Another issue that will play an increasingly important role in the future: the evaluation of risk and protection regarding companies’ digital assets. We predict that growth in insurance premiums will become more and more tied to the growth of cyber assets rather than physical assets as they are now. Rather than insuring buildings, insurance companies will need to expand their ability to insure data and other property stored digitally. “The cyber world is just like the material world,” Tim explains. “When companies put their property out into the cyber world—like data storage, apps, IP, and even their reputations—it all needs to be insured.”

Cheers to our past—and here’s to the future!

We’re proud of the company we’ve created, the corporate reputation we’ve built, and the career successes our staff has achieved. We’re grateful to everyone who has contributed their insight and expertise and to the clients whom we have watched grow over time.
“When we started out in 1994, we were a couple of young, bright-eyed insurance consultants in our early thirties and we were meeting with insurance executives who were in their 50s and 60s,” recalls Scott. “Now 25 years later, we’re the older, wiser insurance consultants, meeting with insurance execs who are ten and twenty years our junior. But we’re as energetic as ever and all our years in this business have given us insight and experience that continue to fuel our momentum. We’ve got no plans to slow down any time soon.”

Change May Be Brewing for Medical Professional Liability Carriers

After comparing data from the top 100 nationwide carriers of medical professional liability insurance, upon first glance it appeared that net income declined in 2017. However, after removing carriers that write medical malpractice as less than 50% of their business, a closer inspection of the data revealed that in 2017, net income actually increased slightly. On the surface, this might sound good. However, our experience providing actuarial consulting services to medical professional liability carriers actually makes this steady trajectory raise some alarm bells. These trends could signify a deeper issue: because the results of medical malpractice insurance have been coasting along for so many years, the line could be due for a serious shakeup.

The state of the market

Overall, what we’ve seen over 2017 is a further perpetuation of the profitability of the previous years. Actual premiums have declined, but investment gains have been high, even though underwriting income remains low. More good news is that the rate of incidents of malpractice has been in steady decline for many years. Frequency trend of claims and incidents of medical liability have diminished, thereby helping maintain underwriting profits at present rates. This is a positive trend in the industry. However, there are other less directly-related changes that are important to be aware of.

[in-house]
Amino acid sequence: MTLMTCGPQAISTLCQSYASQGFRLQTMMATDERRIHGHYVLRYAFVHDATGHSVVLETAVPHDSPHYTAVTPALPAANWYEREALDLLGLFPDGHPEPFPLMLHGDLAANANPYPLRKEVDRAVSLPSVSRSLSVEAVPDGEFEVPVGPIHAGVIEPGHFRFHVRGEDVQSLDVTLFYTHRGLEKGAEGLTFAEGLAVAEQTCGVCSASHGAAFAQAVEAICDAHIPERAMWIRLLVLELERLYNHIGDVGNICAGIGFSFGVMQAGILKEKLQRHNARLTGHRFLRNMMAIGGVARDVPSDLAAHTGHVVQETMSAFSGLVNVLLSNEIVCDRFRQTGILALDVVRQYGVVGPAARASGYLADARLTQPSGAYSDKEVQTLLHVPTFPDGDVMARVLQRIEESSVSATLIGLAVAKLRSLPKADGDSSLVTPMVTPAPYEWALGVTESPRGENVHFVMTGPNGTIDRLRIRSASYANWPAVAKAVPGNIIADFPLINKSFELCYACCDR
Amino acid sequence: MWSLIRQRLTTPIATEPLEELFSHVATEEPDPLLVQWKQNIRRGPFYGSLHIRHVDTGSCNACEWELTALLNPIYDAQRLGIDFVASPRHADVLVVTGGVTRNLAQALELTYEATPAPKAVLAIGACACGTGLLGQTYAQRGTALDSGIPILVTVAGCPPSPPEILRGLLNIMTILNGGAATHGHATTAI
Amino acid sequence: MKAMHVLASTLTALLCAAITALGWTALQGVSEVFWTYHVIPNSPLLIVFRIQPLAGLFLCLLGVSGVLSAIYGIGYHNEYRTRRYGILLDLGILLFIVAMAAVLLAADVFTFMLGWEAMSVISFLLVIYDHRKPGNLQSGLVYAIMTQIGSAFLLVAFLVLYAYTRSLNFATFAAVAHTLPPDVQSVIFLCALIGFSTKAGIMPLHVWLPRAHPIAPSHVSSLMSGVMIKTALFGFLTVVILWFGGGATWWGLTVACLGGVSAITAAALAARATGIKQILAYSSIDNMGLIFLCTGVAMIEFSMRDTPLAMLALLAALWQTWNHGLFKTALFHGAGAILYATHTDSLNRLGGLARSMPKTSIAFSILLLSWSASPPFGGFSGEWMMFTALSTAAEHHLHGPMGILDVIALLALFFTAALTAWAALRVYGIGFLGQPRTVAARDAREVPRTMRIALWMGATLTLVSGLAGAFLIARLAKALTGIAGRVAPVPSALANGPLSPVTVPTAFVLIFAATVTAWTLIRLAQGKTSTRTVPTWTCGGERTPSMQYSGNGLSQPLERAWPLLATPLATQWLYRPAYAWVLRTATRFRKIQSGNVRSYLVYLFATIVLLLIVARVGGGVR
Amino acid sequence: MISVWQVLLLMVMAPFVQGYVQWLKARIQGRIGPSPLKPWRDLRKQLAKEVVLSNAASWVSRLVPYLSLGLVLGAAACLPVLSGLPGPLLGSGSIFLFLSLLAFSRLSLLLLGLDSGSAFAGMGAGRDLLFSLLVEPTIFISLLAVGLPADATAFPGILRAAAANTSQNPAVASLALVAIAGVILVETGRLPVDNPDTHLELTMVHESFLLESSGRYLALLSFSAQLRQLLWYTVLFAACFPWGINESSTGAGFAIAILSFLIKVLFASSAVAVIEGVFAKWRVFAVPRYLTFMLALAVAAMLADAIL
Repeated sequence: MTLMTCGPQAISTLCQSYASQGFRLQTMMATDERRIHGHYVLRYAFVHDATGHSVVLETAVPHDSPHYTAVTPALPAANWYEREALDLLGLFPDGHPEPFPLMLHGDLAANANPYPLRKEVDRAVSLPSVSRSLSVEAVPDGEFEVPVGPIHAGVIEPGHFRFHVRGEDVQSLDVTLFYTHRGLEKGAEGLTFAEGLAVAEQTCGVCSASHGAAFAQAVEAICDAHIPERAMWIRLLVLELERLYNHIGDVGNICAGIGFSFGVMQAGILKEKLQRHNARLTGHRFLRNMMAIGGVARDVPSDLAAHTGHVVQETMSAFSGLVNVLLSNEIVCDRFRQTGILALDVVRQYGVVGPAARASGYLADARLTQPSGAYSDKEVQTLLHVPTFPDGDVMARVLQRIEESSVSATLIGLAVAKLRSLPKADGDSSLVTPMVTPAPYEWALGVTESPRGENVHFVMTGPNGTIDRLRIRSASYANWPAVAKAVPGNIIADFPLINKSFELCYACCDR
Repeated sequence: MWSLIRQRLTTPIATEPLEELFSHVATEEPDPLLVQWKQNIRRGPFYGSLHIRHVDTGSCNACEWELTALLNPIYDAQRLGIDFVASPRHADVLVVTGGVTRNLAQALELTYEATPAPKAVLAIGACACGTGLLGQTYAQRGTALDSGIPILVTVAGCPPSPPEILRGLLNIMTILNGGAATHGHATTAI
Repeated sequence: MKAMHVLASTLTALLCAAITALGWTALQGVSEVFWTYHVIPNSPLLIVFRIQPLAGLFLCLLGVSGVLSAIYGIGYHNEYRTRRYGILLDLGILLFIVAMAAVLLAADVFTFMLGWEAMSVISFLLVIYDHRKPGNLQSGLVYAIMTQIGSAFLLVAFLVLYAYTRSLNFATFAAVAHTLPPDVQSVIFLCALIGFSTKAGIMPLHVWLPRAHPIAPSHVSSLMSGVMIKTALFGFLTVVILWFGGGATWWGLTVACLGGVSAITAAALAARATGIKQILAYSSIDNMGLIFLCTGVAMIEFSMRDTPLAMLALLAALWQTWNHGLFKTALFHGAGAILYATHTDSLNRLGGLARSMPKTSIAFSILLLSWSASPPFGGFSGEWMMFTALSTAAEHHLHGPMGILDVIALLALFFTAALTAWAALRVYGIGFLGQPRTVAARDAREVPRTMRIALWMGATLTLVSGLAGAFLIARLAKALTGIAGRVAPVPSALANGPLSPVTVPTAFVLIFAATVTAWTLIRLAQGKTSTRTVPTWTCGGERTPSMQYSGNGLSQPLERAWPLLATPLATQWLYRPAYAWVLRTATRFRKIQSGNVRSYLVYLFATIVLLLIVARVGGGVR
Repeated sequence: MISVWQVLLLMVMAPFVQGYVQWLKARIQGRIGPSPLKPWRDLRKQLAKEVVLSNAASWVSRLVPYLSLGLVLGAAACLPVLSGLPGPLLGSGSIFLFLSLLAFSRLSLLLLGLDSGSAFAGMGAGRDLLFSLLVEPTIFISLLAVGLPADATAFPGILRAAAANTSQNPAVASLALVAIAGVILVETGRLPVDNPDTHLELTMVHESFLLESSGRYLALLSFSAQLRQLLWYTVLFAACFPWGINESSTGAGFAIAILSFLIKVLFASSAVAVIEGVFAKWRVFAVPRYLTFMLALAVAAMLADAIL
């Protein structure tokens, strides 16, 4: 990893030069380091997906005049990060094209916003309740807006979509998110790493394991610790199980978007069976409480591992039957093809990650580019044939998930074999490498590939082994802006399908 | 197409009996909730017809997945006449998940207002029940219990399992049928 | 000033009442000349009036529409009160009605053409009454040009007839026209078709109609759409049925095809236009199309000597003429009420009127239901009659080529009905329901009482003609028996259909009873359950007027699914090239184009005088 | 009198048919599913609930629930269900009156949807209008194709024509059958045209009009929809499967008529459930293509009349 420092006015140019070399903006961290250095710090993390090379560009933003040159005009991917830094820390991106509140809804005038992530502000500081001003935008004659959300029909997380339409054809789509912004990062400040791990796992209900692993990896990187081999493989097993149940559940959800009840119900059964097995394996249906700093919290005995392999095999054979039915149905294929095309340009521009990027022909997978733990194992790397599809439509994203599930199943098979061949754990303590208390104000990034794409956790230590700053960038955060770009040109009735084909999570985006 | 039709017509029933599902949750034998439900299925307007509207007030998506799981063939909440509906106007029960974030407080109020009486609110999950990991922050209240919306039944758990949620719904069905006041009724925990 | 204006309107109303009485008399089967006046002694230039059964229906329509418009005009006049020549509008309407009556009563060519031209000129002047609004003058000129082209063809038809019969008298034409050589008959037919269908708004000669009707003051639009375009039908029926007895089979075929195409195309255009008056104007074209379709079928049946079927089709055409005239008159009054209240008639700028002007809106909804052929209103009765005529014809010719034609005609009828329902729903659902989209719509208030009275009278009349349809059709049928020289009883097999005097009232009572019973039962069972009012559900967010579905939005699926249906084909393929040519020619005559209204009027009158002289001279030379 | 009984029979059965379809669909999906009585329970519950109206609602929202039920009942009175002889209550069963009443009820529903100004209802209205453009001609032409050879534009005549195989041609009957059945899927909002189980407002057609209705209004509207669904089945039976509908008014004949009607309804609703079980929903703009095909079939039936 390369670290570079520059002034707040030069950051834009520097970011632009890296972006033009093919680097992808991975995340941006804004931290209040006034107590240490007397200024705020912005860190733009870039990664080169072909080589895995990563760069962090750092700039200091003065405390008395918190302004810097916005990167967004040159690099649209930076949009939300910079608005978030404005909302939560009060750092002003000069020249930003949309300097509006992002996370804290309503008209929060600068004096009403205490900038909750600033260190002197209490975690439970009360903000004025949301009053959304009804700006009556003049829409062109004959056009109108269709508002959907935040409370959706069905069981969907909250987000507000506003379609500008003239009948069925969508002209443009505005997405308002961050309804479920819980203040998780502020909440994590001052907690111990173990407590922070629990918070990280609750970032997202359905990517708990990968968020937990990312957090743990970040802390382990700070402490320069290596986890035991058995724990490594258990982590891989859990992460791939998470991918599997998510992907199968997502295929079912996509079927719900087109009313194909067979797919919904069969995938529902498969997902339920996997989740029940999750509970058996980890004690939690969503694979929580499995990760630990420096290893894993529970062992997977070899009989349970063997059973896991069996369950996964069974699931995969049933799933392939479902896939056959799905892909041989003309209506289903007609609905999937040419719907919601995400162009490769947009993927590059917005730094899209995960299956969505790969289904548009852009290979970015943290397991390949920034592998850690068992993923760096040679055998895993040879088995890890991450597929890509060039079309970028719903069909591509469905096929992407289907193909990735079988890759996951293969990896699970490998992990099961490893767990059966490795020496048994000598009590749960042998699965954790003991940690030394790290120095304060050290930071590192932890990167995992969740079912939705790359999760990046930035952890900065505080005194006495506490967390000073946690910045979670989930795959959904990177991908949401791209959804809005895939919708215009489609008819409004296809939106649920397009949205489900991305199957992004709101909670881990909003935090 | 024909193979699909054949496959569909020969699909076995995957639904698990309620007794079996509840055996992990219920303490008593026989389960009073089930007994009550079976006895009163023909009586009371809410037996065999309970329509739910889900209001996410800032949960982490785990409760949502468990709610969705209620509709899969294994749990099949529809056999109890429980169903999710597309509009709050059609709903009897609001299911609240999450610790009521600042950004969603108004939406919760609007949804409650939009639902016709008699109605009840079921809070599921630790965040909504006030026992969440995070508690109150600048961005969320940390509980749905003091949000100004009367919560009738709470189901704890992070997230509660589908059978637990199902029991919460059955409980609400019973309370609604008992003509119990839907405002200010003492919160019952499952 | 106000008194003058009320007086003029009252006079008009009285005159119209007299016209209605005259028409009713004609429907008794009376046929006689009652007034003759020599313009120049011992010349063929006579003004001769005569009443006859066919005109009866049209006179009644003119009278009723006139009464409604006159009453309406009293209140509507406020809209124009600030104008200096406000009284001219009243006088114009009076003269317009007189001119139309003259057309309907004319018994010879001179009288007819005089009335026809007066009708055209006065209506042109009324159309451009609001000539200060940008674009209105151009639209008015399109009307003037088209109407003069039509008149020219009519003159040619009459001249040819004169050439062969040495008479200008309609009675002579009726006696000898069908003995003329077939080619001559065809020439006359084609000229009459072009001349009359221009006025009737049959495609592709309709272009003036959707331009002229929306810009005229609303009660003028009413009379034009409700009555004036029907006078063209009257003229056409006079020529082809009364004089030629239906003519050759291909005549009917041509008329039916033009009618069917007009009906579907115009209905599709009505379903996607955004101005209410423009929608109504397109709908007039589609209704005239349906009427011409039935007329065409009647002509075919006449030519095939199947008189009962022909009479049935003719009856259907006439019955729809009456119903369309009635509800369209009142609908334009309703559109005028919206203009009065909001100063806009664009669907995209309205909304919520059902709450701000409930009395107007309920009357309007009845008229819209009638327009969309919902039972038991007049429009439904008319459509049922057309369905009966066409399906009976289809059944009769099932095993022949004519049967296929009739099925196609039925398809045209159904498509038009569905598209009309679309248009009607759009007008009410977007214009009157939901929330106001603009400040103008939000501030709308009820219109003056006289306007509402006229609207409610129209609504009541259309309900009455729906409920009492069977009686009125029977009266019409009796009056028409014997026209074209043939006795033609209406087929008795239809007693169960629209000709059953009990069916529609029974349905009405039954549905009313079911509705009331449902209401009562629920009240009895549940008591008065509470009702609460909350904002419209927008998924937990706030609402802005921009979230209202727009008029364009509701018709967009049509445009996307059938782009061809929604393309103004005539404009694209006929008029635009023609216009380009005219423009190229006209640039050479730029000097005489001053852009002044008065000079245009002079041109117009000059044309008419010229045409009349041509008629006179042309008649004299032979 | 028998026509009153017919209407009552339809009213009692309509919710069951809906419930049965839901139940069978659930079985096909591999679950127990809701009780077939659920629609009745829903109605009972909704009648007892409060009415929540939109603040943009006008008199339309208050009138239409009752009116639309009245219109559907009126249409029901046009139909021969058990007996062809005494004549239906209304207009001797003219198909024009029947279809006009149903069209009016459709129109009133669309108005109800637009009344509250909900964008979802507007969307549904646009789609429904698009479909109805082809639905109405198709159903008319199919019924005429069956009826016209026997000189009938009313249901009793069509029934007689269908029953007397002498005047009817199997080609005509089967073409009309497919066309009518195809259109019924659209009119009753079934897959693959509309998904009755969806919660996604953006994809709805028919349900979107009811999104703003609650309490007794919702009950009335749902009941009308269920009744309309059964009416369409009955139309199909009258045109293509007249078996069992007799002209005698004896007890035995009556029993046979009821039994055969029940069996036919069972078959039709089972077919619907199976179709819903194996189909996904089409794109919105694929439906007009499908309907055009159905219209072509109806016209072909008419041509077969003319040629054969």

Evolving medical groups and the rise of self-insurance

One of the challenges facing medical professional liability carriers is the shifting makeup of medical groups. In the past, physicians practiced solo or in relatively small medical groups. Now, many more physicians operate under the umbrella of a hospital or significantly larger healthcare provider. The bottom line is that the market for physicians’ insurers is shrinking. Hospitals and healthcare providers are increasingly forming their own captives and paying their own claims. This overall trend is shifting dollars away from insurance carriers toward alternative risk vehicles.

In a limited market pool, it pays to be proactive

In terms of gaining market share, there are not many more physicians that a carrier can reach. However, you can take steps to increase the attractiveness of your offerings to entice medical groups and single practitioners, including reviewing recent rate filings to compare your rates with the competition. This can present a bit of a challenge since not a lot of companies have changed their rates lately because the line has been so profitable. Carriers are more inclined to file with the state when increasing rates; if things are going well, many carriers are reluctant to lower rates. However, this is where it can pay off to work with an experienced insurance actuarial consulting services partner. For example, at Perr&Knight, we track filings across all jurisdictions, so we can see who is changing their rate filings—and the justification behind it. This intel can help you determine how best to amend your rates to become more competitive.

What’s ahead for the future?

Underwriting income gains have helped support profitability for this line, but these gains have been minimal. Carriers have relied on reserve takedowns to increase underwriting profitability. However, this trend is decelerating. At some point, it will likely swing in the opposite direction as actuaries begin to underestimate reserves on prior years. If (or actually—when) this happens, carriers will need to increase rates.